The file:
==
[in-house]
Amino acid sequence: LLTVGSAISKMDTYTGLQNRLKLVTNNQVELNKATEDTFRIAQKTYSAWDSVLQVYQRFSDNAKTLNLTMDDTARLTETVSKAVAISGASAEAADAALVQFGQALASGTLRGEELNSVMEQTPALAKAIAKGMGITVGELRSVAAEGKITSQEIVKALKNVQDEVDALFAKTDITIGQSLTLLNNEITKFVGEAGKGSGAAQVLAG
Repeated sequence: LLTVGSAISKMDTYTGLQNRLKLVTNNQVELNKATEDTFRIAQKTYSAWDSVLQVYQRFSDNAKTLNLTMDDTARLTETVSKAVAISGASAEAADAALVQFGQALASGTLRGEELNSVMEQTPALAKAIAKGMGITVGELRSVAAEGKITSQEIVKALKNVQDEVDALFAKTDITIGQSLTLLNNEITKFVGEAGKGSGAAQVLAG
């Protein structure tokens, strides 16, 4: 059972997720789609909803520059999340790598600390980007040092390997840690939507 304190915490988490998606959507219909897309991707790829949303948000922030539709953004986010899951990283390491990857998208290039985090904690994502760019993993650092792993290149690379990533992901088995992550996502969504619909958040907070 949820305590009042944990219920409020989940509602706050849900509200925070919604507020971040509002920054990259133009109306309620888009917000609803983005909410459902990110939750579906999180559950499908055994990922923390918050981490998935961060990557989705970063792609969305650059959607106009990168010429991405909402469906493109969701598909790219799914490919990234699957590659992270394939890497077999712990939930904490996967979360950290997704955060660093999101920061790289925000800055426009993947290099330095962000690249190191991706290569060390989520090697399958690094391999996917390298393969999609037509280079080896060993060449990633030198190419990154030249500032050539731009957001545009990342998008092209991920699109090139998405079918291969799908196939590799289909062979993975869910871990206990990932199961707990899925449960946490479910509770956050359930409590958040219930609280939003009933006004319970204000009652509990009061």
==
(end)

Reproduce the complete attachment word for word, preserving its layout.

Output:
[in-house]
Amino acid sequence: LLTVGSAISKMDTYTGLQNRLKLVTNNQVELNKATEDTFRIAQKTYSAWDSVLQVYQRFSDNAKTLNLTMDDTARLTETVSKAVAISGASAEAADAALVQFGQALASGTLRGEELNSVMEQTPALAKAIAKGMGITVGELRSVAAEGKITSQEIVKALKNVQDEVDALFAKTDITIGQSLTLLNNEITKFVGEAGKGSGAAQVLAG
Repeated sequence: LLTVGSAISKMDTYTGLQNRLKLVTNNQVELNKATEDTFRIAQKTYSAWDSVLQVYQRFSDNAKTLNLTMDDTARLTETVSKAVAISGASAEAADAALVQFGQALASGTLRGEELNSVMEQTPALAKAIAKGMGITVGELRSVAAEGKITSQEIVKALKNVQDEVDALFAKTDITIGQSLTLLNNEITKFVGEAGKGSGAAQVLAG
């Protein structure tokens, strides 16, 4: 059972997720789609909803520059999340790598600390980007040092390997840690939507 304190915490988490998606959507219909897309991707790829949303948000922030539709953004986010899951990283390491990857998208290039985090904690994502760019993993650092792993290149690379990533992901088995992550996502969504619909958040907070 949820305590009042944990219920409020989940509602706050849900509200925070919604507020971040509002920054990259133009109306309620888009917000609803983005909410459902990110939750579906999180559950499908055994990922923390918050981490998935961060990557989705970063792609969305650059959607106009990168010429991405909402469906493109969701598909790219799914490919990234699957590659992270394939890497077999712990939930904490996967979360950290997704955060660093999101920061790289925000800055426009993947290099330095962000690249190191991706290569060390989520090697399958690094391999996917390298393969999609037509280079080896060993060449990633030198190419990154030249500032050539731009957001545009990342998008092209991920699109090139998405079918291969799908196939590799289909062979993975869910871990206990990932199961707990899925449960946490479910509770956050359930409590958040219930609280939003009933006004319970204000009652509990009061």